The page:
1911 Encyclopædia Britannica/Pope-Joan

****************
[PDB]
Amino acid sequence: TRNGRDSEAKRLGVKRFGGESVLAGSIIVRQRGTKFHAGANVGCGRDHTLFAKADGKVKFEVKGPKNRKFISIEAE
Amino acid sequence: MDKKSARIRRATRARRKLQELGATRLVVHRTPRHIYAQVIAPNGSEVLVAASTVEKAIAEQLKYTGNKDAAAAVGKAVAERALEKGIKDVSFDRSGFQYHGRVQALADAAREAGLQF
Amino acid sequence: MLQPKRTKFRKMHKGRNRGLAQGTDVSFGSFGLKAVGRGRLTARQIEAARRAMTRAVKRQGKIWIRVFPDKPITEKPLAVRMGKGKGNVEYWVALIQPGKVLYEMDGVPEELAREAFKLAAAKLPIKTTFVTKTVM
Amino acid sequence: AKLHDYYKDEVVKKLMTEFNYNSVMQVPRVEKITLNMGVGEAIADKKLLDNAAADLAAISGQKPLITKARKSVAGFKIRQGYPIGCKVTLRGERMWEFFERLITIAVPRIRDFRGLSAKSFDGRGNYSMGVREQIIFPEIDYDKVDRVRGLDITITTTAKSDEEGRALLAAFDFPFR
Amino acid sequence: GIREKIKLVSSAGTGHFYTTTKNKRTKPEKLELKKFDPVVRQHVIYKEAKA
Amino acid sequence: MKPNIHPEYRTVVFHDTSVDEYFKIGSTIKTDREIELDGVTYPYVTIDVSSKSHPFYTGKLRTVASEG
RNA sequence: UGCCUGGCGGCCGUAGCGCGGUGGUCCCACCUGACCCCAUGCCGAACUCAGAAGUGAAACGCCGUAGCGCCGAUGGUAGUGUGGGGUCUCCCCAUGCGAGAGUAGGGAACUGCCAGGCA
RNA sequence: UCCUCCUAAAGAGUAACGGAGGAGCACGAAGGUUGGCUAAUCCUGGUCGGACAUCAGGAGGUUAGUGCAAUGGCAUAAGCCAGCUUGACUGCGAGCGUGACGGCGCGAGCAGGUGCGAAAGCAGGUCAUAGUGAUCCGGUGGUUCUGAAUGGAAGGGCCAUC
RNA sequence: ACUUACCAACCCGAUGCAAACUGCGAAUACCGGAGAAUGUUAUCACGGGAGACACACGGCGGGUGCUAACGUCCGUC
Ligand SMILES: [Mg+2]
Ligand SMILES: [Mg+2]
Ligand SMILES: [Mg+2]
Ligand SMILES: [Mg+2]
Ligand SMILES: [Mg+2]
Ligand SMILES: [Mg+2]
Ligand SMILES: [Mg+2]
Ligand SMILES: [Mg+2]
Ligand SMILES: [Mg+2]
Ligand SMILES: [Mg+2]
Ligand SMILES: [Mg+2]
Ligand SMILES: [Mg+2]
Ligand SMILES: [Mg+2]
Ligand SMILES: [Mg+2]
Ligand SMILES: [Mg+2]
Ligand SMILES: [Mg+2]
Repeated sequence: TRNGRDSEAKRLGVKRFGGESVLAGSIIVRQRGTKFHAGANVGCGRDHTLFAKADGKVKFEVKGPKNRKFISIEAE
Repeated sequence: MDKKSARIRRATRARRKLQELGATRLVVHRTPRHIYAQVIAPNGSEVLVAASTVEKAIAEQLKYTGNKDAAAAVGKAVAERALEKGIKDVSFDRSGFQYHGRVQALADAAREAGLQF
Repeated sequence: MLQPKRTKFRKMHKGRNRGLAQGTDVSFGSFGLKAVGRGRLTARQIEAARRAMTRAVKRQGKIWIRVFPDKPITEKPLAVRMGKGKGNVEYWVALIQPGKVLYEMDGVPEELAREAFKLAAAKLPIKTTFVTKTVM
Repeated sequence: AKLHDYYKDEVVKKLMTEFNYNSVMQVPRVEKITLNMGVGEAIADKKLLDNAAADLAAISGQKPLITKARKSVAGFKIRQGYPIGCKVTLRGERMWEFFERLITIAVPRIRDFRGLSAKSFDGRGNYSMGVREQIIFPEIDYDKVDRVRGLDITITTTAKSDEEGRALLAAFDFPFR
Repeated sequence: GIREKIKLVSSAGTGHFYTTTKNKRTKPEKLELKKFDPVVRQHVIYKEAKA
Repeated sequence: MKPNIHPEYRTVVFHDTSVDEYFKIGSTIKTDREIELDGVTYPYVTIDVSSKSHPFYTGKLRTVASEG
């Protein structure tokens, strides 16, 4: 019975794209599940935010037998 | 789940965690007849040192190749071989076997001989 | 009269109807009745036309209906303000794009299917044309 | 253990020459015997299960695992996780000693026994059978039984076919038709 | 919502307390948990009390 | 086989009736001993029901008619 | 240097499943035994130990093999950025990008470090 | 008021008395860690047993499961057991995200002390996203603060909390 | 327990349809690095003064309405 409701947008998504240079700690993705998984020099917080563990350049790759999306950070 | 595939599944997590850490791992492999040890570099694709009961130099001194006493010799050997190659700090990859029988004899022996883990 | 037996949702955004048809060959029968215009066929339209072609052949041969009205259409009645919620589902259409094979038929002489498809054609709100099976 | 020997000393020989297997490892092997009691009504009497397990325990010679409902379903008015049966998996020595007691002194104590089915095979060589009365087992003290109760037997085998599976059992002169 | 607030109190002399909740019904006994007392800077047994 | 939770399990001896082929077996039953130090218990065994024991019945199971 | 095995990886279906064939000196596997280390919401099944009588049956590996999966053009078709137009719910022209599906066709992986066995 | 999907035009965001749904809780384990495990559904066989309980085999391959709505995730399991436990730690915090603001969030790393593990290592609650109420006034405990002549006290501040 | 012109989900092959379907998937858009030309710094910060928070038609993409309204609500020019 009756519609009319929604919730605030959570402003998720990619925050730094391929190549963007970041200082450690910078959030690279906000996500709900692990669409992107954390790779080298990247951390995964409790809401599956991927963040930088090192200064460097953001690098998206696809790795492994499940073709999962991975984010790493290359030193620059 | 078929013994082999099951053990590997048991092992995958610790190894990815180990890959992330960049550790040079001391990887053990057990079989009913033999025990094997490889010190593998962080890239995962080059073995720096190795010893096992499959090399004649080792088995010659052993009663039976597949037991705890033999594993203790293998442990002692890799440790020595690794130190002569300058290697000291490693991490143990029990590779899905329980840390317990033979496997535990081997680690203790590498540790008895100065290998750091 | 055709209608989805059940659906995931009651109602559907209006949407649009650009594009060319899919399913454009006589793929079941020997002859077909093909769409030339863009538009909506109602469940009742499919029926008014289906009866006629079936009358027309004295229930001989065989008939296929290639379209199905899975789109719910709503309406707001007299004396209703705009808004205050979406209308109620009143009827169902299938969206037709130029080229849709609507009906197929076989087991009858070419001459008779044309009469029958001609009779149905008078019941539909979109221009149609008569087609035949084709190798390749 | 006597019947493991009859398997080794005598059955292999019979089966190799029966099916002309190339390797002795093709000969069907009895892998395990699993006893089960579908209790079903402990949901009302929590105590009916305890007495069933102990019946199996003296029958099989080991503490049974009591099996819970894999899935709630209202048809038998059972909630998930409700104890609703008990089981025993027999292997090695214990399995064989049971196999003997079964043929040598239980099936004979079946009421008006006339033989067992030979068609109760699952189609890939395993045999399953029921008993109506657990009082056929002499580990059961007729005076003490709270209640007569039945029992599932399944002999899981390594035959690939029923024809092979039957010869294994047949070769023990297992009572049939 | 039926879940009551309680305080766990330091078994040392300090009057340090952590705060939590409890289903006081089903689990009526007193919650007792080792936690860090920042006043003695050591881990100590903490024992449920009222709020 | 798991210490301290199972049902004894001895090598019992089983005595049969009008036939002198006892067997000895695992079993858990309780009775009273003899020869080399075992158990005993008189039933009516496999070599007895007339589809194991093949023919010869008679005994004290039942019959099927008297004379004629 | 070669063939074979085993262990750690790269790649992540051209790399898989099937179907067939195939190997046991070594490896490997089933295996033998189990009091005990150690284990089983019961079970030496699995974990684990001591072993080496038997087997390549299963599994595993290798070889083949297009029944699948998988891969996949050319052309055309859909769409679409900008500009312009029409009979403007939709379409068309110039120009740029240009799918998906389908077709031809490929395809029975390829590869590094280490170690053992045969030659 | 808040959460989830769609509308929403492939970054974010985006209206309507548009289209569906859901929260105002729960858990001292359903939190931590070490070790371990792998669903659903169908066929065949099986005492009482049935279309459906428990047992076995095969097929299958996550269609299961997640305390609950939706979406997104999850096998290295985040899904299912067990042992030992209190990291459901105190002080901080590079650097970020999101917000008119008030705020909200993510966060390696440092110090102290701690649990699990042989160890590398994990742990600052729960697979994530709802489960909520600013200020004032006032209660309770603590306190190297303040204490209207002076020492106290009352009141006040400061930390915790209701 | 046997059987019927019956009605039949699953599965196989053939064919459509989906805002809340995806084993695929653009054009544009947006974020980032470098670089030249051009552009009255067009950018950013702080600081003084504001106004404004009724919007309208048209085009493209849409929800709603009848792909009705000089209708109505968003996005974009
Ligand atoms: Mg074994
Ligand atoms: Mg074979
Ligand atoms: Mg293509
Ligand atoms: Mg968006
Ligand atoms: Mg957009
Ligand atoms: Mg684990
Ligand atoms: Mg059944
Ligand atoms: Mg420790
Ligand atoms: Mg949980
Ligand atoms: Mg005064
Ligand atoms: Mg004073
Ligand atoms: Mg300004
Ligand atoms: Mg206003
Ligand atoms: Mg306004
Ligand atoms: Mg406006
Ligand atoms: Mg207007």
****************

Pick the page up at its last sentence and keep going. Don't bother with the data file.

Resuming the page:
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POPE-JOAN, a round game of cards, named after a legendary female Pope of the 9th century. An ordinary pack is used, from which the eight of diamonds has been removed, and a special round board in the form of eight compartments, named respectively Pope-Joan, Matrimony, Intrigue, Ace, King, Queen, Knave and Game (King, Queen and Knave are sometimes omitted). Each player—any number can play—contributes a stake, of which one counter is put into the divisions Ace, King, Queen, Knave and Game, two into Matrimony and Intrigue, and the rest into Pope-Joan. This is called “dressing the board.” The cards are dealt round, with an extra hand for “stops,” i.e. cards which stop, by their absence, the completion of a suit; thus the absence of the nine of spades stops the playing of the ten. The last card is turned up for trumps. Cards in excess may be dealt to “stops,” or an agreed number may be left for the purpose, so that all players may have an equal number of cards. If an honour or “Pope” (nine of diamonds) is turned up, the dealer takes the counters in the compartment so marked. Sometimes the turning-up of Pope settles the hand, the dealer taking the whole pool. The Ace is the lowest card, the King the highest. The player on the dealer’s left plays a card and names it; the player who has the next highest then plays it, till a stop is played, i.e. a card of which no one holds the next highest. All Kings are of course stops, also the seven of diamonds; also the cards next below the dealt stops, and the cards next below the played cards. After a stop the played cards are turned over, and the player of the stop (the card last played) leads again. The player who gets rid of all his cards first takes the counters in “Game,” and receives a counter from each player for every card left in his hand, except from the player who may hold Pope but has not played it. The player of Ace, King, Queen or Knave of trumps takes the counters from that compartment. If King and Queen of trumps are in one hand, the holder takes the counters in “Matrimony”; if a Queen and Knave, those in “Intrigue”; if all three, those in the two compartments; if they are in different hands these counters are sometimes divided. Unclaimed stakes are left for the next pool. Pope is sometimes considered a universal “stop.”